The Persistence of The Anti-Vaccine Movement

The anti-vaccine movement has a long history in America
The anti-vaccine movement has a long history in America

In the face of massive evidence to the contrary, many parents continue to believe that vaccines cause autism. This, after numerous studies have shown no connection, and most recently, the research that launched the current anti-vaccine movement has been thoroughly discredited in the British Medical Journal amidst charges of fraud and financial shenanigans by its proponents.

So why do about one in 5 Americans still see a connection, wonders Michael Willrich, an associate professor of history at Brandeis, in an op-ed in The New York Times today?

Willrich makes the point that fear, even paranoia, toward vaccines aren't new:

Vaccines have had to fight against public skepticism from the beginning. In 1802, after Edward Jenner published his first results claiming that scratching cowpox pus into the arms of healthy children could protect them against smallpox, a political cartoon appeared showing newly vaccinated people with hooves and horns.

Part of the problem, Willrich says, is that rather arrogant government officials pushed public health on the public without proper education or "buy-in":

In America, popular opposition peaked during the smallpox epidemic at the turn of the 20th century. Health officials ordered vaccinations in public schools, in factories and on the nation’s railroads; club-wielding New York City policemen enforced vaccinations in crowded immigrant tenements, while Texas Rangers and the United States Cavalry provided muscle for vaccinators along the Mexican border.

Public resistance was immediate, from riots and school strikes to lobbying and a groundswell of litigation that eventually reached the Supreme Court. Newspapers, notably this one, dismissed antivaccinationists as “benighted and deranged” and “hopeless cranks.”

But the opposition reflected complex attitudes toward medicine and the government. Many African-Americans, long neglected or mistreated by the white medical profession, doubted the vaccinators’ motives. Christian Scientists protested the laws as an assault on religious liberty. And workers feared, with good reason, that vaccines would inflame their arms and cost them several days’ wages.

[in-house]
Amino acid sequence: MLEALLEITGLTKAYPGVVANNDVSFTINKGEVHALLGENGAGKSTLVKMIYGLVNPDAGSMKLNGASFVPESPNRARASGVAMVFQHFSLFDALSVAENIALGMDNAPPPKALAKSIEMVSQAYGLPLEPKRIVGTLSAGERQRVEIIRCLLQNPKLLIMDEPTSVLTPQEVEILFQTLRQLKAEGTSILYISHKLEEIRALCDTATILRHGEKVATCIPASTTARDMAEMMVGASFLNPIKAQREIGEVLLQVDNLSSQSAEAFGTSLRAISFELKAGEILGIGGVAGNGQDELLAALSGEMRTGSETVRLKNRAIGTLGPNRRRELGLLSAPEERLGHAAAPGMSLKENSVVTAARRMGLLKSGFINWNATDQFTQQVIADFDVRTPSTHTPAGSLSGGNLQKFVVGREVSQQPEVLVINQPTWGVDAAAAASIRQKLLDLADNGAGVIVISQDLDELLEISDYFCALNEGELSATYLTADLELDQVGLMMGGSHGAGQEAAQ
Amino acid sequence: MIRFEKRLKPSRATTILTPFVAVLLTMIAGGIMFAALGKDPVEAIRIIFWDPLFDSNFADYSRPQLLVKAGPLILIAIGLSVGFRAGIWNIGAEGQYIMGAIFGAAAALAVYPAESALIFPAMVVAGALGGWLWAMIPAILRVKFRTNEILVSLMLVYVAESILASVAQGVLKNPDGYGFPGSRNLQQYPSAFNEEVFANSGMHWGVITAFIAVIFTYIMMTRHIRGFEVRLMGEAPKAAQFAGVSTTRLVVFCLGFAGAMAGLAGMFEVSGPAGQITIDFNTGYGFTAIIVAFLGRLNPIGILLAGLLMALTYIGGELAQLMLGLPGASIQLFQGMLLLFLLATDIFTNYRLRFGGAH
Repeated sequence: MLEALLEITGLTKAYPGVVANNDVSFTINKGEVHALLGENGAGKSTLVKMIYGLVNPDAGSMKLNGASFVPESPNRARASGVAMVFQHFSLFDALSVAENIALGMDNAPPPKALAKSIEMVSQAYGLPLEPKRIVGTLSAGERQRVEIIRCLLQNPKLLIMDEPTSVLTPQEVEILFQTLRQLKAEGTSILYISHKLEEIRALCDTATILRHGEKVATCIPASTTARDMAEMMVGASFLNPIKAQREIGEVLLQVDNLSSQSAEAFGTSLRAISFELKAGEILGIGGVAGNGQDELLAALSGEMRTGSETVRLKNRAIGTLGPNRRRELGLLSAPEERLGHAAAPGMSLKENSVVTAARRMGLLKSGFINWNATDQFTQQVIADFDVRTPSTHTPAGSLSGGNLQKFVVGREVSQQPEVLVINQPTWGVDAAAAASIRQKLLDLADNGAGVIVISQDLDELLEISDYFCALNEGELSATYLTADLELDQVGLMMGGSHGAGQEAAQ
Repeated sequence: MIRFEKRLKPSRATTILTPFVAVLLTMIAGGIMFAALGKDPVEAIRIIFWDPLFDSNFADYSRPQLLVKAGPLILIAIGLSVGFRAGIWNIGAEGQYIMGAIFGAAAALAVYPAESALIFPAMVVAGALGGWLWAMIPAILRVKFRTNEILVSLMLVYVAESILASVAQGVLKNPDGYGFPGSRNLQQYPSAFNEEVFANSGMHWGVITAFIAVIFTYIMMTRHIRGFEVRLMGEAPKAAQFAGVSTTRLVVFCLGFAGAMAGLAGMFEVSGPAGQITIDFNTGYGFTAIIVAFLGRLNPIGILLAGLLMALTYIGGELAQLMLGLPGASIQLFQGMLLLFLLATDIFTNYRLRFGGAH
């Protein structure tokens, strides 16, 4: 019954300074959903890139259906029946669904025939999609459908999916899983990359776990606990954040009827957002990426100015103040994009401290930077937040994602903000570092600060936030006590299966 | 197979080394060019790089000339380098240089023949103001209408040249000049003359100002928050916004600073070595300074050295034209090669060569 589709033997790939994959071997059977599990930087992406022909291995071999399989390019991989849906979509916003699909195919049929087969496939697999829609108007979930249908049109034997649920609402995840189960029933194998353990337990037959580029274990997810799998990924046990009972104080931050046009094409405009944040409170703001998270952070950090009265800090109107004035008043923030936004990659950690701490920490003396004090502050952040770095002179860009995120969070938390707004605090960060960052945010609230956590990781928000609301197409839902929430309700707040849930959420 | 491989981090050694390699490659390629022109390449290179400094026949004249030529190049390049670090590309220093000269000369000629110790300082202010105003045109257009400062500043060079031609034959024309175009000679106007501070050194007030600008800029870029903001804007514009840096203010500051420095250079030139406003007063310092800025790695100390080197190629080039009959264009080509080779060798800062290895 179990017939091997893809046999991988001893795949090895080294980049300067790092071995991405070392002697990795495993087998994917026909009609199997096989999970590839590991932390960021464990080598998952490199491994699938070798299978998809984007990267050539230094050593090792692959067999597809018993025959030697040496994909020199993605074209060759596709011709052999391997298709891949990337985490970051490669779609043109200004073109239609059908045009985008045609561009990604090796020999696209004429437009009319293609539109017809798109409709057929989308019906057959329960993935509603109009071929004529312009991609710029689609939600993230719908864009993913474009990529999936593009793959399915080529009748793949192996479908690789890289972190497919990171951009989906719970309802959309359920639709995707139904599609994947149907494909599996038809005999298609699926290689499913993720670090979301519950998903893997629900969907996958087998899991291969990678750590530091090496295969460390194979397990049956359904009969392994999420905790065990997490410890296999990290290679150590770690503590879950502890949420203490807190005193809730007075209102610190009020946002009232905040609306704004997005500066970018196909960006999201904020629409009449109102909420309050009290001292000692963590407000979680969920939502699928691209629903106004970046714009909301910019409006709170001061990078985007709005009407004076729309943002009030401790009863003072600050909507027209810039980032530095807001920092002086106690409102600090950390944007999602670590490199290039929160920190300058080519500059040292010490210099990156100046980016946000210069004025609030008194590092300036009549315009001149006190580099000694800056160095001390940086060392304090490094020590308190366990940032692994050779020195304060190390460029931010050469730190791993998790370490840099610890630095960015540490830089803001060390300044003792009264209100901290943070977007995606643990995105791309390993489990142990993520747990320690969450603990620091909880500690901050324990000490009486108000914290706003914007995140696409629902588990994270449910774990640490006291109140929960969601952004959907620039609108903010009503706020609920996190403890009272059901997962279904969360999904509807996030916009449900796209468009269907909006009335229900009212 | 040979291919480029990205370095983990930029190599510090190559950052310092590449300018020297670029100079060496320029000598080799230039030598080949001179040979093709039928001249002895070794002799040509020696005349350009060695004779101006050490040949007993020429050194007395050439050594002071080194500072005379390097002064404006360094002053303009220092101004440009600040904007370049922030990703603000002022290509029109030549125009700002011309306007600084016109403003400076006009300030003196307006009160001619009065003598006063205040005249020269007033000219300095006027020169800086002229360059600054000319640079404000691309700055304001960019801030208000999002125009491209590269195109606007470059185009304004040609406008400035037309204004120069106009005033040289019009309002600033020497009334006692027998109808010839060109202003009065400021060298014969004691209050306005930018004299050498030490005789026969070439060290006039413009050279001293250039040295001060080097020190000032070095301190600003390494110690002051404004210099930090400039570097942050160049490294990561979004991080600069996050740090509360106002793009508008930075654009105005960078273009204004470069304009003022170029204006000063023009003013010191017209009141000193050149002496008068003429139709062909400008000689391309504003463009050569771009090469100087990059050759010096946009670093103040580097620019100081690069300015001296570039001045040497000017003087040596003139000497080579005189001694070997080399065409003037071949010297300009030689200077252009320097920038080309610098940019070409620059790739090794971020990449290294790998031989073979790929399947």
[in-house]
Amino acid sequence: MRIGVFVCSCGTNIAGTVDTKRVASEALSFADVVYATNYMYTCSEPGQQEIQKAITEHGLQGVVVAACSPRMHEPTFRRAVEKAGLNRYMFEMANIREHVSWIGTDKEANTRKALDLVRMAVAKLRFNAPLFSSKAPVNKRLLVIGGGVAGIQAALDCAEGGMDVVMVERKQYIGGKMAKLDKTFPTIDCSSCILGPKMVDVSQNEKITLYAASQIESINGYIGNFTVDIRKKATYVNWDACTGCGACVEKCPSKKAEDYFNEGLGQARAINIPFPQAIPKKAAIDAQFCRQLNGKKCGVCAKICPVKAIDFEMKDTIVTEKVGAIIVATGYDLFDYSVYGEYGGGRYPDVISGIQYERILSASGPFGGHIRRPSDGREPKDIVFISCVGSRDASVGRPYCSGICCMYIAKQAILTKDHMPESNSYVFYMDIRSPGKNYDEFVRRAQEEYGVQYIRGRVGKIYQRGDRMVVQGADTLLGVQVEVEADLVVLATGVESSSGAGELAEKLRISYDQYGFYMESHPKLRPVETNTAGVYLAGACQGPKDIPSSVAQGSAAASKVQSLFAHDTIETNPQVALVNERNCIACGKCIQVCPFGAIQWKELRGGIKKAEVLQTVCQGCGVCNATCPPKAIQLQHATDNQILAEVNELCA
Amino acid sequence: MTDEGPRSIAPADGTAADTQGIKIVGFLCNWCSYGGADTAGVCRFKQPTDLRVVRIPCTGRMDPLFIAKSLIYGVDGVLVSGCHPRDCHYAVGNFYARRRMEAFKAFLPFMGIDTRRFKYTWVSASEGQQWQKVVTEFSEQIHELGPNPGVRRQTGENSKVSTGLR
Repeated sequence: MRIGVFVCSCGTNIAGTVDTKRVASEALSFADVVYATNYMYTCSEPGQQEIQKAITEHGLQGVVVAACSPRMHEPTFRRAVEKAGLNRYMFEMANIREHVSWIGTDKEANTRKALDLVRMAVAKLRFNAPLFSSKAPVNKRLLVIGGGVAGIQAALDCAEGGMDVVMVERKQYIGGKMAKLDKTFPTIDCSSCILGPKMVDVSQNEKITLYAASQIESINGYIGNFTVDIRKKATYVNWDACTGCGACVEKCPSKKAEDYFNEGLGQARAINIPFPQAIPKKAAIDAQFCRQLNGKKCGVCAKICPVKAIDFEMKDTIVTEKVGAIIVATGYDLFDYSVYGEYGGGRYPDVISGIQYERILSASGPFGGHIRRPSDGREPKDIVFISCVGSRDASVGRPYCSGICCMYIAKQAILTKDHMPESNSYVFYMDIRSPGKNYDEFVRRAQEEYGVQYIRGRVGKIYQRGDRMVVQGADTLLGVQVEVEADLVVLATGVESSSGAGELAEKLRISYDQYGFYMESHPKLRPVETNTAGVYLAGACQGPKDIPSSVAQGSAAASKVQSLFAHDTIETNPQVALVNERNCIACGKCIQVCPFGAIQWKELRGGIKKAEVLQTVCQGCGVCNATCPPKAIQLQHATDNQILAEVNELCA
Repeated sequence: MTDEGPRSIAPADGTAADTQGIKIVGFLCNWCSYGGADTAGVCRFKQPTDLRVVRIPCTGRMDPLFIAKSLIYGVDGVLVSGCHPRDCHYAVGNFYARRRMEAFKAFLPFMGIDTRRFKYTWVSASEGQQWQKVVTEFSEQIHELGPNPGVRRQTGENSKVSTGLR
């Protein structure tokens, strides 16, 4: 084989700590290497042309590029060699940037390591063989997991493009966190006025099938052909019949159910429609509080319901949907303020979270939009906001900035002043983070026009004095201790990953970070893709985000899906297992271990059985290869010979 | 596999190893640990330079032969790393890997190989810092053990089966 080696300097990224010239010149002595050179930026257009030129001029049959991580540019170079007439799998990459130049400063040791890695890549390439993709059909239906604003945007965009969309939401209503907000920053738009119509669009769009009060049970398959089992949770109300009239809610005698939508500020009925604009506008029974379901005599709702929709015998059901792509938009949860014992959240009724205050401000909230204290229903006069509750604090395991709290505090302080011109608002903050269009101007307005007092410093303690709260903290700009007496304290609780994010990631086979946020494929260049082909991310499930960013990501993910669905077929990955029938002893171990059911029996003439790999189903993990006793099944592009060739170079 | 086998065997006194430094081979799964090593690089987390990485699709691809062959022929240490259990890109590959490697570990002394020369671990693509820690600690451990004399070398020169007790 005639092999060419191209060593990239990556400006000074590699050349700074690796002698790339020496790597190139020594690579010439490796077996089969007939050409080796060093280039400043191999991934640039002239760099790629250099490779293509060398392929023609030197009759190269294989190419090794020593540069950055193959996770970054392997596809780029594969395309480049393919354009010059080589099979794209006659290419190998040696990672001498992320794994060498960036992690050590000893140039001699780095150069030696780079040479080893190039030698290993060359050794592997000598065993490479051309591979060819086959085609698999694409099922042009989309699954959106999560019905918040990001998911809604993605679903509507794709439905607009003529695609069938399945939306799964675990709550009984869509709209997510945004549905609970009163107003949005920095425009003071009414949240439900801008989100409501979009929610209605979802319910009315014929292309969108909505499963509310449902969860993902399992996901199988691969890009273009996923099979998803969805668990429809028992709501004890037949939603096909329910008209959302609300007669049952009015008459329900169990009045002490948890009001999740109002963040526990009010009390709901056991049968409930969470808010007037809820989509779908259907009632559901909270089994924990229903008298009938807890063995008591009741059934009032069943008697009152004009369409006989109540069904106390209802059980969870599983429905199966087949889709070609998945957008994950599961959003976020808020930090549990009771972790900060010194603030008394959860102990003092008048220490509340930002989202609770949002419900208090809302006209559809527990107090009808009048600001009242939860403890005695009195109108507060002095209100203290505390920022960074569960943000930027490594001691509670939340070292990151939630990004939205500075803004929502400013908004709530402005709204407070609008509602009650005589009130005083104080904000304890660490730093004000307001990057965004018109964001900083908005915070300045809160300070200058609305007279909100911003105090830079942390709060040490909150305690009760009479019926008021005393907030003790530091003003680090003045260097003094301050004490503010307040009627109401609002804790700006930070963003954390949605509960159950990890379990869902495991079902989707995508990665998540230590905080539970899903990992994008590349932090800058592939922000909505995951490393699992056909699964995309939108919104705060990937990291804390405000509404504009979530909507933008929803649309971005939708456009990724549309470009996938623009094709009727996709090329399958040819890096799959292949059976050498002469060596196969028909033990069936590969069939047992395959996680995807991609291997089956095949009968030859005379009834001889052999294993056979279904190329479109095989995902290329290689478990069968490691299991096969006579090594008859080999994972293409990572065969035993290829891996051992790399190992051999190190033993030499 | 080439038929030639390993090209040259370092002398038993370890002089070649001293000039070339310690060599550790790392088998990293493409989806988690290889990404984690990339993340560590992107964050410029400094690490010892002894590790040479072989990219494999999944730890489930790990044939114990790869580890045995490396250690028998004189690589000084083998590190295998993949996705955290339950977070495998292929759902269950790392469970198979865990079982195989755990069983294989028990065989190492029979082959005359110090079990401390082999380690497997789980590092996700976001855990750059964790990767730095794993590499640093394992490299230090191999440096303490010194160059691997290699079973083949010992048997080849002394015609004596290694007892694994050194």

The backlash actually did some good, forcing new consumer protections and standards on the emerging vaccine industry. But in the end, Willrich says, public health officials should do a better job of explaining their good intentions, rather than continue to fret and fight the die-hard anti-vacciners.

America’s public health leaders need to do the same, to reclaim the town square with a candid national conversation about the real risks of vaccines, which are minuscule compared with their benefits. Why waste another breath vilifying the antivaccination minority when steps can be taken to expand the pro-vaccine majority?

This program aired on January 21, 2011. The audio for this program is not available.

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Rachel Zimmerman Reporter
Rachel Zimmerman previously reported on health and the intersection of health and business for WBUR. She is working on a memoir about rebuilding her family after her husband’s suicide. 



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